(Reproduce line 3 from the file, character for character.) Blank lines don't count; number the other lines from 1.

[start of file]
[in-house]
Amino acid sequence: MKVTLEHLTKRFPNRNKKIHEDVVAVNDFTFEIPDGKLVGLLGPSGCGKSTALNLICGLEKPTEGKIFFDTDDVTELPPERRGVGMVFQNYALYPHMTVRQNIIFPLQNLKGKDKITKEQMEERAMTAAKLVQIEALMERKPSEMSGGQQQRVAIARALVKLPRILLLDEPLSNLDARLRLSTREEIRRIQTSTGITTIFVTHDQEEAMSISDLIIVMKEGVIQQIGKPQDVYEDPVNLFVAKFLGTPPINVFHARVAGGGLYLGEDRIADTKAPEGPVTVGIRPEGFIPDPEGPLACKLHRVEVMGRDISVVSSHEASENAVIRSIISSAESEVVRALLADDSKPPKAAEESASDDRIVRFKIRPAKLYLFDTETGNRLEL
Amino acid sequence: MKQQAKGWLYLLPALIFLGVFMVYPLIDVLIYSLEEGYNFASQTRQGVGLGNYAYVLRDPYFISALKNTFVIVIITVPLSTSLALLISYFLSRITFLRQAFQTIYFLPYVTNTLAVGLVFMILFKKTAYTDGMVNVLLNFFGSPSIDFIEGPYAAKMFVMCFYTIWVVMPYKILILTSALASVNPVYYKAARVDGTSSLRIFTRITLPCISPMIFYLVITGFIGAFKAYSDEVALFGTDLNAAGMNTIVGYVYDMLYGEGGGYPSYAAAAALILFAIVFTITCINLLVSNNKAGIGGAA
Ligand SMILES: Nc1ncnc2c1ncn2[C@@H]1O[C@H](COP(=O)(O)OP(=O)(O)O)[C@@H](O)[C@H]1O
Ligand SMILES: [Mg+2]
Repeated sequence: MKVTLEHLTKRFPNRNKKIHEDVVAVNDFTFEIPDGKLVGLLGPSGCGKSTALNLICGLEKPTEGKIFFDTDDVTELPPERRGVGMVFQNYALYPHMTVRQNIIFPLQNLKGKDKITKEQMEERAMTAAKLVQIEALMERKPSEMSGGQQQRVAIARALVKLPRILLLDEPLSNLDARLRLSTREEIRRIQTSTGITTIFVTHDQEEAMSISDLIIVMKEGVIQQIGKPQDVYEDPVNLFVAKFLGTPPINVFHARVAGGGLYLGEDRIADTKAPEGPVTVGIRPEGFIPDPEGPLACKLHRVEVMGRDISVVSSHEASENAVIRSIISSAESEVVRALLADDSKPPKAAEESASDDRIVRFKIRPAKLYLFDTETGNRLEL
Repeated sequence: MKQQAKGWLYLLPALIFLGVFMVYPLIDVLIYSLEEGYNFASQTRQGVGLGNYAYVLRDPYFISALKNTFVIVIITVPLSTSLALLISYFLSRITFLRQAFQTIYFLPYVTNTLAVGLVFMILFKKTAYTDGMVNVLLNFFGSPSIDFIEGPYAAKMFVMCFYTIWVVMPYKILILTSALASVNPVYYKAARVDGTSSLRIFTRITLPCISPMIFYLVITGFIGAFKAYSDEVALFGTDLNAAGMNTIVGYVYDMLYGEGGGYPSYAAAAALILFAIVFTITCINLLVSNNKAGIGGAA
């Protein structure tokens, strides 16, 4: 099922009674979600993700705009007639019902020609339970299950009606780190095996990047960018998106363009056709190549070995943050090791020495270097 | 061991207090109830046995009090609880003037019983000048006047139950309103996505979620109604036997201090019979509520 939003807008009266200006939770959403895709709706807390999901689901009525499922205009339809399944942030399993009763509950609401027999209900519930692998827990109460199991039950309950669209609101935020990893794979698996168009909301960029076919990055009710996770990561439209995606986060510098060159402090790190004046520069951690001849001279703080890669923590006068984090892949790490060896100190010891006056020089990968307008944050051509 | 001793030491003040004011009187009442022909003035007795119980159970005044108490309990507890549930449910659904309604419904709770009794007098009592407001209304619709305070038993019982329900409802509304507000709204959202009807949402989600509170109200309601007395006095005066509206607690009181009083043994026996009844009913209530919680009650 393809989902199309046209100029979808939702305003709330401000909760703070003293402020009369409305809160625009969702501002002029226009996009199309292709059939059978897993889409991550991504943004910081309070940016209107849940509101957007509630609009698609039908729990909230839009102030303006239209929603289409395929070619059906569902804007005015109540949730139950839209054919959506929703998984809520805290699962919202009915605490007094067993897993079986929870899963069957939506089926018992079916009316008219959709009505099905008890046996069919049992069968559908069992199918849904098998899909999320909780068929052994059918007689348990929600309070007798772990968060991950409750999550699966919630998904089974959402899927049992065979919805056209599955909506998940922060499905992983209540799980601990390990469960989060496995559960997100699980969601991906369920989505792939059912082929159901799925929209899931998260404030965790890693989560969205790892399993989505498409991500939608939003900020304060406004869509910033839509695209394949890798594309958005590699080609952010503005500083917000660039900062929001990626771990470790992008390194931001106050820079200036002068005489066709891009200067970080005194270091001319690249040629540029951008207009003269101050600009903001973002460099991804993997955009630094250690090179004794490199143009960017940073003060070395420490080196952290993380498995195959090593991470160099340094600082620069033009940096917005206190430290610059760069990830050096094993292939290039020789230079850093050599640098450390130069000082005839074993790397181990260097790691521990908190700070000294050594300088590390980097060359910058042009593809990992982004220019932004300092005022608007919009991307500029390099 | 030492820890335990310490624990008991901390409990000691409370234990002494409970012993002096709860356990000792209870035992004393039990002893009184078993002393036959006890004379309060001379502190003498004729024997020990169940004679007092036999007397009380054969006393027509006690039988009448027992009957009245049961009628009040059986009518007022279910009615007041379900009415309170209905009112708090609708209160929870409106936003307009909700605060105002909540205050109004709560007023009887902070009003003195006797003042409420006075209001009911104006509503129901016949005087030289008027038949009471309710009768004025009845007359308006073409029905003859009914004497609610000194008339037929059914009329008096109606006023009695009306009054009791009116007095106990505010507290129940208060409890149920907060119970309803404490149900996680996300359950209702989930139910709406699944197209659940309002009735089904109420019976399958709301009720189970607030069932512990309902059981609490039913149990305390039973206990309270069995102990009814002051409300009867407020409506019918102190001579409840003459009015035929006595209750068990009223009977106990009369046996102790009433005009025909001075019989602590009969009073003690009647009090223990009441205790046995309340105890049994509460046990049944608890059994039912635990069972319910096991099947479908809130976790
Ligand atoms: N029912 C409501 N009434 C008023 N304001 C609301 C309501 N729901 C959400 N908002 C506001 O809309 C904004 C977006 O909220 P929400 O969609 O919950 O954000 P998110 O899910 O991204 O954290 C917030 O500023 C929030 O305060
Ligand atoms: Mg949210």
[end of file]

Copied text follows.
Amino acid sequence: MKQQAKGWLYLLPALIFLGVFMVYPLIDVLIYSLEEGYNFASQTRQGVGLGNYAYVLRDPYFISALKNTFVIVIITVPLSTSLALLISYFLSRITFLRQAFQTIYFLPYVTNTLAVGLVFMILFKKTAYTDGMVNVLLNFFGSPSIDFIEGPYAAKMFVMCFYTIWVVMPYKILILTSALASVNPVYYKAARVDGTSSLRIFTRITLPCISPMIFYLVITGFIGAFKAYSDEVALFGTDLNAAGMNTIVGYVYDMLYGEGGGYPSYAAAAALILFAIVFTITCINLLVSNNKAGIGGAA